As usual, care is taken to map parameter values cleverly and gainstage things sensibly so that these racks are highly usable in many situations. I also tried to come up with unique signal processing chains leading to interesting results, like 𝓓𝓻𝓾𝓷𝓴 𝓕𝓻𝓲𝓮𝓷𝓭𝓼 sounding like your inebriated companions trying to sing along with you very badly — or like 𝓣𝓱𝓻𝓪𝓼𝓱𝓮𝓻 giving a one-knob guitar distortion that scales from subtle overdrive to brutal metal fuzz — or like 𝓡𝓲𝓷𝓰𝓲𝓷𝓰 𝓔𝓪𝓻𝓼  emulating… your ears ringing (perhaps to be used for film sound design) — or like 𝓢𝓱𝓮𝓹𝓫𝓪𝓷𝓭 𝓡𝓲𝓼𝓮𝓻 performing the auditory illusion of constantly increasing pitch.

(example device info)

Remember that you can hover your mouse over device headers and macro controls to learn about what they do.
Don’t fly blind! Or say screw it and go crazy with the random button. I’m not your parental unit.

^click to grab 𝓢𝓾𝓹𝓮𝓻 𝓐𝔀𝓮𝓼𝓸𝓶𝓮 𝓕𝓧 for free^
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Ten More Youtube Channels Worth Subscribing To

Aaron Holstein

I met Aaron Holstein (aka VibeSquaD aka Backpact aka the bassist/keyboardist from Zilla) at the 2007 Sonic Bloom festival in Colorado, where my wife Lore and i were supplying coffee and tea backstage for the artists. I remember chatting with them after their awesome set with Sporque (one of my favorite live acts to dance to ever which also had Ooah from the Glitch Mob on beats and Jamie Janover on percussion), wherein i mentioned noticing that a certain bass synth note they kept hitting happened to resonate with the stage, causing this extra delicious rattle. “It was a C sharp!” Aaron told me later backstage. I’ll always remember that.

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Parallel-Friendly Native FX Racks for Live 10+: “ParallAux”

Which Effects Work Best In Parallel?

So one day i got it in my head to figure out which of Ableton Live’s Effects are the best to use in parallel.

What is the criteria for this? Simply, which processes alter the phase of audio passing through them, either to the least degree, or in a nicely summable way.

Why does this matter? Because phase offsets, when summed in parallel with the original signal, will inevitably cause changes to the frequency contour. Sometimes slight amounts of this phase offset can add a nice creamy touch to the sound of things (and pretty much all analog gear causes it to some degree), but when being surgically technical like during the finalizing stages of a track, they are generally just not helpful.

An example of not altering phase at all is Live’s Compressor effect which is phase-neutral; it can be used safely in parallel with no unwanted frequency coloration whatsoever.

An example of altering the phase in a “nicely summable” way is Live’s Reverb. Technically, it’s altering the phase a whole bunch, but it’s doing so in a time-smeared fashion which results in far less likelihood of perfectly-lined-up frequency cancellations, and so, when at 100% wet, reverbs can be just fine to use in parallel, and are often preferred this way.

After carefully checking the phase response of all of Ableton Live Ten’s native Audio Effects, i came up with five distinct racks providing combinations of the most parallel-friendly native effects, optimized for specific purposes with maximal versatility of application.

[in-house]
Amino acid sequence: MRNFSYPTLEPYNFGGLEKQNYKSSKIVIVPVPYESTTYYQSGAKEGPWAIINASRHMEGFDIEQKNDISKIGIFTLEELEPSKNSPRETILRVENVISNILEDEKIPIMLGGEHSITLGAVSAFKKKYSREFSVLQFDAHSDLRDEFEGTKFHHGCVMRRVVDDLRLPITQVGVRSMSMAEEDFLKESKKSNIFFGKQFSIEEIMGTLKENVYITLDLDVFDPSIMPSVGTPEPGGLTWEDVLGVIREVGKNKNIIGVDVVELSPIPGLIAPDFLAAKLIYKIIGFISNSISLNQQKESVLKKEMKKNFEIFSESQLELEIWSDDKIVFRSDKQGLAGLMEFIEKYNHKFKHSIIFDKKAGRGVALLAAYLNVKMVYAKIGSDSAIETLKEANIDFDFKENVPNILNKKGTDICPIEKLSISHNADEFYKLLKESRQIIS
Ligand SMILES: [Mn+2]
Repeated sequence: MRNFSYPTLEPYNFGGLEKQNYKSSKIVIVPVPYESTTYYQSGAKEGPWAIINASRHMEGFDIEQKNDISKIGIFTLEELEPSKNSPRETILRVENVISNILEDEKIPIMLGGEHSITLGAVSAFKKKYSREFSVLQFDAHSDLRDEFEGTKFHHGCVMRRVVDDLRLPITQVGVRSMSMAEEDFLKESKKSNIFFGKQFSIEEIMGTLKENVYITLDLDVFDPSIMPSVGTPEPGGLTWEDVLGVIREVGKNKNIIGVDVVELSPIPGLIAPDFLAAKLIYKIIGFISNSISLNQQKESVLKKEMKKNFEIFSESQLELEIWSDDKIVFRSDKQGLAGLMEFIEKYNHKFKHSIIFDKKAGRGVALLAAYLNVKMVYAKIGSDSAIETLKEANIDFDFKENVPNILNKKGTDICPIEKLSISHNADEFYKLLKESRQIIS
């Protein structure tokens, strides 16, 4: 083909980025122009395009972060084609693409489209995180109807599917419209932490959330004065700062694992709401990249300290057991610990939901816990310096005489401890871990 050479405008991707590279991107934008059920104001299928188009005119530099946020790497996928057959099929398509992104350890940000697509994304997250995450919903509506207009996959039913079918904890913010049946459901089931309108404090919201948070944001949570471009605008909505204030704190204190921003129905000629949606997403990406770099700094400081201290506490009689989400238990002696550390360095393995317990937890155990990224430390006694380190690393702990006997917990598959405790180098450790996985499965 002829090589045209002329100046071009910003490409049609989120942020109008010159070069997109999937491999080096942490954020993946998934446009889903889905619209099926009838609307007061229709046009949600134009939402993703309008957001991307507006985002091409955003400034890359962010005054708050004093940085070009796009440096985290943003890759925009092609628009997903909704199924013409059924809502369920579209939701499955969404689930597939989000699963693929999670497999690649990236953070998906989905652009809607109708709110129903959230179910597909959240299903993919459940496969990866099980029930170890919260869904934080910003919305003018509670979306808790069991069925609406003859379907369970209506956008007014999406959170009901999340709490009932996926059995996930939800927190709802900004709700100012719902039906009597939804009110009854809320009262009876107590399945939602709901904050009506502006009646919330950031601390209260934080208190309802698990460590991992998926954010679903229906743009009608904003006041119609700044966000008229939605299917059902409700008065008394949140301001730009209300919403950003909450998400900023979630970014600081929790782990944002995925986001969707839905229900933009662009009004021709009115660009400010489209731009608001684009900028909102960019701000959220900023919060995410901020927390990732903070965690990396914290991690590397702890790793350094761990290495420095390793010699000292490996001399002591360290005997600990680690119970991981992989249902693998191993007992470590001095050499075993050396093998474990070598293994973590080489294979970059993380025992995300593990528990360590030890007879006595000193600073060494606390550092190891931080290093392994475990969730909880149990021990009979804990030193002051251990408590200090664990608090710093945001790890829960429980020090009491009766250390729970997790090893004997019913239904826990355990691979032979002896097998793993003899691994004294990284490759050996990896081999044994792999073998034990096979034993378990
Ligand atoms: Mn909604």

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>DOWNLOAD PARALLAUX via Isotonik Studios<

FREE! Requires Ableton Live 10 Suite +

>Download ParallAux PDF Manual<

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PerforModule Recommends: Effects Order

While we all know that there is no such thing as a perfect or ideal FX chain order for all situations because it totally depends on context, i have eventually developed some general preferences for the order of effects in a signal chain. Recently updating all my templates for Live 11 has further honed my thoughts on the situation.

We can of course swap around the sequential ordering of effect devices, either for a specific intended result or as a matter of experimentation just to see if an alternate routing happens to sound better on given audio.

As usual when sharing my ideas, it is recommended that you not simply adopt the structure as presented, but rather that you test it out in practice and modify things over time to suit your particular style, keeping notes and updating your own templates as you go. Maybe you think the way i place transient shapers before compressors is idiotic. That’s totally fine!

I’ll share below my go-to effects order, and (most importantly)… WHY.
While some of the choices are probably pretty unorthodox, none of them are arbitrary; they all have reasons. Are they bad reasons? Good reasons? Who knows. But i like to think they are built on logical rationale.

Keep in mind you’re seldom if ever going to need all these types of effects on any single track, but for times when you are using even two different processor types, some guidance as to their ordering might prove useful. Resist the urge to add more effects to a chain just because you can. The fewer processors required to get a sound how you want, usually the better.

Scroll to the bottom for a handy cheat-sheet!

~`~

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Free M30 Reverb IRs

THE LEGACY of the M30

Here’s a bunch of Reverb IRs for you, sampled from the unobtainable TC M30 Plugin.
I believe that plugin was one of the very first VSTs i ever grabbed after i started getting into Ableton Live. I remember it being some sort of time-limited temporary free offer. After years of not thinking about it, i recently realized i still had a working 32-bit copy of the plugin, and so took some IR snapshots of it, because why not.


>>> DOWNLOAD M30 IRs <<<